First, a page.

Well then kids what an exciting weekend of motorsport! Alonso’s win for Ferrari is a god send for the Scuderia (in fact I think second would still of been sweet relief) who have been under a lot of pressue after showing up in Australia and being over a second off the pace in qualifying. Although the fact that Sergio Perez announced himself with an even more shocking second place should tell you everything that the rain in Malaysia really shook up the form book. The real key was the tires this weekend and getting them to work in the rain, it would appear that McLaren struggle in very cold and damp conditions to turn the tire on along with Red Bull whereas Ferrari and Sauber have less on an issue.
Bruno Senna also had a great race after the break with a drive through the field in the wet befitting of his surname. He drove from last on the grid at the restart (after 7 laps the race was stopped due to the extreme amount of rain that fell) and cut through the field to finish in 6th place and collect a hatful of points for Williams. Paul Di Resta also used his wise head on young shoulders to pick up a 7th place in the chaos which will be relieft indeed as the Force India is currently lacking a little bit of pace. Elsewhere it was a good race for HRT who qualified on merit, quite comfortably in the case of Pedro De La Rosa and this was after Mark Webber went out for a second run (in fact Pedro De La Rosa was within 107% of the pole time) and in the race Karthikeyan was running 8th at one point before getting tangled with Button and Vettel (neither of them his fault in my opinion).
It wasn’t a great weekend for Mercedes who managed to get a car starting 3rd on the grid and then only brought a solitary point, which at the very least gets them off the mark. There was more heartbreak for Pastor Maldonado as a last lap engine failure robbed him of points.
But the big news was how close the teams are, Nico Rosberg had a scrappy lap and was 4 tenths off pole. Last year that would of most certainly of meant that he would of been 2nd or 3rd. However he qualified 8th (started 7th after Kimi’s penalty) and there was one second between 1st and 12th in Q2.
Not content with the crazy weekends race Williams dropped a bombshell yesterday announcing that heir apparent to the team, Adam Parr has resigned and will leave the team this Friday. Parr has been controversial and was known to have a rocky relationship with Patrick Head, but was the man being lined up to take over from Frank Williams who is in his 70s. He definatly leaves the team in good shape with strong finances and a car this year capable of scoring some decent points all year long.
It is usual at this time of year that teams start posturing about how good their car will be next year in the hope of attracting some funding (and geuine excitement), but one team haven’t just been blowing hot air.
Peter Sauber is looking forward to next year despite being in a titanic battle with Torro Rosso, but one interesting point is that the team hasn’t run a blown diffuser this year. With that being banned from next year we expect the teams to lose serious amounts of rear downforce. However the Sauber car will be at least that fast next year with their performance being purely aerodynamic rather than any exhaust gasses tricks. Furthermore they are the team with the best tyre wear on the whole grid and have managed to use different strategys all year to gain points.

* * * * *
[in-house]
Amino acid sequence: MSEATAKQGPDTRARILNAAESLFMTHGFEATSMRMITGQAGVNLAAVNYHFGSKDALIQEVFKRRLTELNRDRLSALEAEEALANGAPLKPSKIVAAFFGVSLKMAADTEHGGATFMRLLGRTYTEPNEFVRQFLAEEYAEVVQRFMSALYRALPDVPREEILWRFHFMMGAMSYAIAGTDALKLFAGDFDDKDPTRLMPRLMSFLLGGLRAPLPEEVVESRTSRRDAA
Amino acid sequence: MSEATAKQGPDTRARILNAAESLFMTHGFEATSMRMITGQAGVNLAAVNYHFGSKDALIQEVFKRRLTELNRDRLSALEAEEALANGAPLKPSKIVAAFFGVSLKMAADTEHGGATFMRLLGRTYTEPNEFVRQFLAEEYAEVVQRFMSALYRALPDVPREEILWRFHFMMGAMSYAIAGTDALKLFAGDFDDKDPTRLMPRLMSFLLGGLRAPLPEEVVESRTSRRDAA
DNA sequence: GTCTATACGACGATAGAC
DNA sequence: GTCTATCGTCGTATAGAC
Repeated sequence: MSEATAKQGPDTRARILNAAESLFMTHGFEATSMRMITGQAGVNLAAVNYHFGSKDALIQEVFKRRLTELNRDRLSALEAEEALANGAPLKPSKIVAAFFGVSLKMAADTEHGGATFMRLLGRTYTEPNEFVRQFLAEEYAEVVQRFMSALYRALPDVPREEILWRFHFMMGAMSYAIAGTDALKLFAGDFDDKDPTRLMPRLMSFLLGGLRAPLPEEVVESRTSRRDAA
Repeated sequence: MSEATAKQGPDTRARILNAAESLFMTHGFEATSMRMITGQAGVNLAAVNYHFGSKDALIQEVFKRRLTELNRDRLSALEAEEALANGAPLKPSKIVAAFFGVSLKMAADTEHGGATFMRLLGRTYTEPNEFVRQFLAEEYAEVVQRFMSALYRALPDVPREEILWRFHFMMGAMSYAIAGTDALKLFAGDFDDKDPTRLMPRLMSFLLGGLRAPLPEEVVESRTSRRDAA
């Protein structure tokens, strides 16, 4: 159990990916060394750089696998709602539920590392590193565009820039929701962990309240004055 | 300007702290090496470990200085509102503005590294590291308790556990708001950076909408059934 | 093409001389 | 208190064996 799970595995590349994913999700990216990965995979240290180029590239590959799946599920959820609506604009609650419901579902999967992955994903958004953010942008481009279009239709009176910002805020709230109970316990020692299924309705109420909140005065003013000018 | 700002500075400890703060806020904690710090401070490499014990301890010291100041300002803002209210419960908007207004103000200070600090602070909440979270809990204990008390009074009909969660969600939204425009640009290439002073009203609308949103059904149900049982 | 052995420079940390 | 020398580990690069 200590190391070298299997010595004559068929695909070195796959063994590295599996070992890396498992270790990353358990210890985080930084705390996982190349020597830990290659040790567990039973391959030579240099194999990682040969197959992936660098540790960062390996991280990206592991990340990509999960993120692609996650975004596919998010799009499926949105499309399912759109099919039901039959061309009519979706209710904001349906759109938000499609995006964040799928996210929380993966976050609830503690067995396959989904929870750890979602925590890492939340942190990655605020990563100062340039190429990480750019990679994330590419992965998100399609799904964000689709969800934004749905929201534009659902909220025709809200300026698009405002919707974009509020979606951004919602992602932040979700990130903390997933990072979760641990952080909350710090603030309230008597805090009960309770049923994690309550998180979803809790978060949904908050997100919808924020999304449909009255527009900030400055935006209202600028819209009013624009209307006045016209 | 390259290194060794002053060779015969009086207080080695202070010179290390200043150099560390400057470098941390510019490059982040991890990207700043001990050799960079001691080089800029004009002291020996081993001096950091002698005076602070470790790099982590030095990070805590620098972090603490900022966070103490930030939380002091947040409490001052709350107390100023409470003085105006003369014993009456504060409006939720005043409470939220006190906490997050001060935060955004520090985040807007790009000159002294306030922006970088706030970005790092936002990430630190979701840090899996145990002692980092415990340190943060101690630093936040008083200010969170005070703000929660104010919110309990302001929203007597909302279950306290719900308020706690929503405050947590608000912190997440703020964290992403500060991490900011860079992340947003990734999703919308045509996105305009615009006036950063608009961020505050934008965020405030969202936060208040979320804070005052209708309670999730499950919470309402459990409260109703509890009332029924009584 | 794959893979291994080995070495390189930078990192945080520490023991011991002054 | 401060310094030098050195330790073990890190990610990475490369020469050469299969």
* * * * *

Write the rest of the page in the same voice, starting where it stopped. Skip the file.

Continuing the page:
The team had a bit of a mid-season slump and are now in a titantic battle with Torro Rosso for 7th place in the constructors.
With continuity of drivers and the rules that they have used this year it is already looking like Sauber sit in a strong position for next year.
Casey Stoner wrapped up the 2011 Moto GP championship at his home Grand Prix in Australia after Jorge Lornezo crashed in warm up and ruled himself out of the race and next week as well. There was further misery for Yamaha as Ben Spies couldn’t recover from his knock on the head and decided to sit the race out on saftey grounds after not being able to put together a lap on Sunday morning. His title means Casey was the first and last man to win a world title in the 880cc era and secures Honda a world championship in the formula, as next year we move to 1000cc bikes.
In other news Aoyama (former 250cc world champion) has confirmed hes moving to World Superbikes in a rather surprise move away from the Gresini Honda team, who while providing a factory spec bike to Simoncelli (who finished 2nd) couldn’t provide Aoyama with anything similar and he is currently in 10th place in the championship with a best finish of 4th. It leaves another spot open next year in a well respected team in a season where there will be a lot of new faces with the CRT bikes entering. Unfortunatly there is still no word on whether Suzuki are commited next year to running a bike, for the sake of top flight motorcycle racing I hope we do have 4 full manufactures next year and they all field quite a few bikes. It leaves 10 seats unaccounted for (plus whatever Suzuki run if anything) next year so we expect to see quite a bit of movement between Moto 2, Superbikes and Moto GP.
In F1 the Korean race provided a entertaining race that was won again by Sebastian Vettel despite McLarens pace all weekend, but there was positives for the Woking team with a pole position and Lewis Hamilton having a calm weekend to second place. There was some great battles down the field with a seasons best showing from Toro Rosso with a 7th and 9th position. In terms of the constructors it looks as though the battle for 6th place will be intense now as Toro Rosso have pulled themselves up to within 12 points of Force India and Sauber while Renault are probably too far ahead despite not scoring.